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Six providers to vie for Renaissance schools

This article was originally published in The Notebook. In August 2020, The Notebook became Chalkbeat Philadelphia.

Six organizations have sought and received the District’s stamp of approval to vie for contracts to manage one or more schools in the first cohort of nine Renaissance Schools effective next fall.

There are no surprises in the approved providers: ASPIRA, Inc., of Pennsylvania; Congreso de Latinos Unidos; Johns Hopkins/Diplomas Now; Mastery Charter Schools; Universal Companies; and Young Scholars Charter School.

These were the same six entities that made it through the District’s preliminary screening process for potential turnaround managers. All six submitted full proposals late last month and now have had them approved.

All are nonprofits. Johns Hopkins/Diplomas Now, based in Baltimore, is the only one that is not local, and also is the only entity that has indicated it wants to operate its schools as part of the School District rather than as independent charter schools.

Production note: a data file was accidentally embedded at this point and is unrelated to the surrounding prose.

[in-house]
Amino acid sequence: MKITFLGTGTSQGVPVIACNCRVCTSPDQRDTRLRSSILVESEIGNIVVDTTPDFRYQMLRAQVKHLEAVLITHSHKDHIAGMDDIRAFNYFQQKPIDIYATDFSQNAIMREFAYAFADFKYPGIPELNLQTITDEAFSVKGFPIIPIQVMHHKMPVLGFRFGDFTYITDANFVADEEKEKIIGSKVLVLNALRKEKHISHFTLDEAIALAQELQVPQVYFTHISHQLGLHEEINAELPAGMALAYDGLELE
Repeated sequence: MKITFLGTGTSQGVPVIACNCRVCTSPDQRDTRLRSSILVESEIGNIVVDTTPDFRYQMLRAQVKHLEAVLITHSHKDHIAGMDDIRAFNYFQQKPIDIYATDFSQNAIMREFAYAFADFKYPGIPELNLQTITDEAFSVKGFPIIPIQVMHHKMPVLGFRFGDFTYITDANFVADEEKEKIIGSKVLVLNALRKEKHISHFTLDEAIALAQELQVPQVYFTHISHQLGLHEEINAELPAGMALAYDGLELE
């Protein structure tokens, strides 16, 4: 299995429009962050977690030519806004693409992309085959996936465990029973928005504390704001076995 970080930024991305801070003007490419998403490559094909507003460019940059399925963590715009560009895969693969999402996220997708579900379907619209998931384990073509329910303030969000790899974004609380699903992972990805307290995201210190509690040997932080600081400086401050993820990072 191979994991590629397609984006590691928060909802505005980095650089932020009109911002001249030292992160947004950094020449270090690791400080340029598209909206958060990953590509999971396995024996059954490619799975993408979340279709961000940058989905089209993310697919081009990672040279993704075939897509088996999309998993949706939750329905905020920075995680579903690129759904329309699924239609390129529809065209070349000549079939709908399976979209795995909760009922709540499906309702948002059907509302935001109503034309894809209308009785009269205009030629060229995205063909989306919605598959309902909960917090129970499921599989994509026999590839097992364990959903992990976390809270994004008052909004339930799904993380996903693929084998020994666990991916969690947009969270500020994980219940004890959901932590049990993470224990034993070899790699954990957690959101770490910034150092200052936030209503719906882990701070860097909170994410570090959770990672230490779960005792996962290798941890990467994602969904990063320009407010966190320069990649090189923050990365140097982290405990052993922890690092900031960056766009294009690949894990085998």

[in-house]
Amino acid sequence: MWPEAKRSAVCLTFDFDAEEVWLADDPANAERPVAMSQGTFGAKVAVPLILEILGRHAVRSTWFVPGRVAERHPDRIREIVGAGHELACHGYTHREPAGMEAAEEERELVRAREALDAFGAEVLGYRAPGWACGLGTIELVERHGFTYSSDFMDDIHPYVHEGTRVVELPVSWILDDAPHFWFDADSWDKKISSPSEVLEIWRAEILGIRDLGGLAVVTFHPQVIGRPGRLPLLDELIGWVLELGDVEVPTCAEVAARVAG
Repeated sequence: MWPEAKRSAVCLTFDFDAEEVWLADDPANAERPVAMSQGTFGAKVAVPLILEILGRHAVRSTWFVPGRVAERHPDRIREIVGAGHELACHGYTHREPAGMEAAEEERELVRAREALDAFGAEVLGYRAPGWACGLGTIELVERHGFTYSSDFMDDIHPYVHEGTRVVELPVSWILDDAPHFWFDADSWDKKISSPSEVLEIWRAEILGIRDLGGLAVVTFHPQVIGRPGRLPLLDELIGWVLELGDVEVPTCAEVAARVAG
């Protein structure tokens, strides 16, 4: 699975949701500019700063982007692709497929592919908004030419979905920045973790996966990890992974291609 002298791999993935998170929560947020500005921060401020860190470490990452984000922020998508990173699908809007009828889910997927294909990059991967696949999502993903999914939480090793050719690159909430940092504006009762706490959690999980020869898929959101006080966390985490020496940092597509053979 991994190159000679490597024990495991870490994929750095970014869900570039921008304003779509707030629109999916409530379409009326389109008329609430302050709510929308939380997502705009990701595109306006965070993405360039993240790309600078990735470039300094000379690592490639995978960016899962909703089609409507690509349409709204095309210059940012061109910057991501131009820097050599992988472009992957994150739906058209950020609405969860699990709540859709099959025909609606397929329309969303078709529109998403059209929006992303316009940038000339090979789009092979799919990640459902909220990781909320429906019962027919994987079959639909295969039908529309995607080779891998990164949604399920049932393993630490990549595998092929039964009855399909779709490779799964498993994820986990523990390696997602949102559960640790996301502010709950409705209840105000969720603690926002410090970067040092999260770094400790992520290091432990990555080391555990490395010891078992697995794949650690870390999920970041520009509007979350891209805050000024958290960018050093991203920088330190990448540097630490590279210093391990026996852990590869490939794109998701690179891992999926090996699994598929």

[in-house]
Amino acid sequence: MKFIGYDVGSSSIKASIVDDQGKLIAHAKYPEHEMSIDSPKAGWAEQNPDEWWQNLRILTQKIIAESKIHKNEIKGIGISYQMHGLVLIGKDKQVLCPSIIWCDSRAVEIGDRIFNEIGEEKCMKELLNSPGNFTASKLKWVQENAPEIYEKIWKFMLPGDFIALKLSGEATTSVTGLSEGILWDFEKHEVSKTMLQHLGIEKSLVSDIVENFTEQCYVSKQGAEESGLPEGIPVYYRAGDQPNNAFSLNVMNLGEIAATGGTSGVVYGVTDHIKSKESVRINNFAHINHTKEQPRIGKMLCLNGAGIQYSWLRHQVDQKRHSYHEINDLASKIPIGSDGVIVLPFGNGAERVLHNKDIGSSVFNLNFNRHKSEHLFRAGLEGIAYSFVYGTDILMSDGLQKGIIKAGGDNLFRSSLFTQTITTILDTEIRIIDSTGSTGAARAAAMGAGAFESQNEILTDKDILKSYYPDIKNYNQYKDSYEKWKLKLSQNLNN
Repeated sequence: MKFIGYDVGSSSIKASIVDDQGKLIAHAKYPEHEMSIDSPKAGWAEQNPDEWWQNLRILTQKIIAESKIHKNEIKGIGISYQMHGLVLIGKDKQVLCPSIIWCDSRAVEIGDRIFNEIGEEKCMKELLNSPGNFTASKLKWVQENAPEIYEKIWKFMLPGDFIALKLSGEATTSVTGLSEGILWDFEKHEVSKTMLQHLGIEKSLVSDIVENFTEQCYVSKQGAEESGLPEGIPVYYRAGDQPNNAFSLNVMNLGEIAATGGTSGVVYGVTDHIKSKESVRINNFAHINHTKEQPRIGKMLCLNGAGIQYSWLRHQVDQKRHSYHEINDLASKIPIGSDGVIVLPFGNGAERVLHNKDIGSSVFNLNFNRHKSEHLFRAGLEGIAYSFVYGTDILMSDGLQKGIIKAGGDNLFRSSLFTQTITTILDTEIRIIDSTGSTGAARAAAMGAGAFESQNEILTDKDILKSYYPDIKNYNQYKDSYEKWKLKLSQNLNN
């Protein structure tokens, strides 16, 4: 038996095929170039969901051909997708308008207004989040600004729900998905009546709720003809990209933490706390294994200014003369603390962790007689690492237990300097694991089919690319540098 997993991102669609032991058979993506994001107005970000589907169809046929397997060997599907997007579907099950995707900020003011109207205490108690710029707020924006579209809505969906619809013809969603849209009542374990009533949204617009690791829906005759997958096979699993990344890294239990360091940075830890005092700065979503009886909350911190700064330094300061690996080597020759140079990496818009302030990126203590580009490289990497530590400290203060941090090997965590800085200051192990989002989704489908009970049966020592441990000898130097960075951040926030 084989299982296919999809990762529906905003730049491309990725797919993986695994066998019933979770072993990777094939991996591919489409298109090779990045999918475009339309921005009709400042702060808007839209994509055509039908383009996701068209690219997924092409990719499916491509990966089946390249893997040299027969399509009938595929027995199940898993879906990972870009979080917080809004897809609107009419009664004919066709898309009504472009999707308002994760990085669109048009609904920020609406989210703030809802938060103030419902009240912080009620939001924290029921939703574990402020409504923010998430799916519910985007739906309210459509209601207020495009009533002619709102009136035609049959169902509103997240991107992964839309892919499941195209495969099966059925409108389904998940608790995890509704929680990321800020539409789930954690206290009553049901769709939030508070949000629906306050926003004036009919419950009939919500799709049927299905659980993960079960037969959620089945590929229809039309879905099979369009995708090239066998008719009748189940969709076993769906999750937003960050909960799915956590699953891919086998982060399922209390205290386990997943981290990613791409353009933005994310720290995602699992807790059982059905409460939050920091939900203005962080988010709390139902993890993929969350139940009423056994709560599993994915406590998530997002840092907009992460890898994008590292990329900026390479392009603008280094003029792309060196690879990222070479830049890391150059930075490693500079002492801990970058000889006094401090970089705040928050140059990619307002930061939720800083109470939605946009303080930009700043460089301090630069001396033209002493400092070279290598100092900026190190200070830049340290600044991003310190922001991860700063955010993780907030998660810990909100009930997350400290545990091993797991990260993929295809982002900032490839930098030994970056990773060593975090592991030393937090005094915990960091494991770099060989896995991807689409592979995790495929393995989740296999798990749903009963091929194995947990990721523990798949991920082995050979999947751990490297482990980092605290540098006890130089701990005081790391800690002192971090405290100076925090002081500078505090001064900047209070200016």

School Advisory Councils, recently convened at the nine Renaissance Schools will now have but 17 days to settle on a recommendation about which provider is the best fit for their school.

The final decision on the school-provider matches, however, will rest with Superintendent Ackerman and the School Reform Commission. The District’s latest release says only that the SRC vote on assigning schools to providers is expected to be in May.

District spokesperson Fernando Gallard said the full proposals from the six providers, minus any confidential financial information, have been forwarded to members of the councils and will soon be posted on the District website. Providers were asked to identify which of the "Renaissance Eligible" schools they are interested in managing.

In addition to the nine schools to be assigned to outside providers, five other Renaissance Schools will be under the direction of Superintendent Arlene Ackerman as Promise Academies.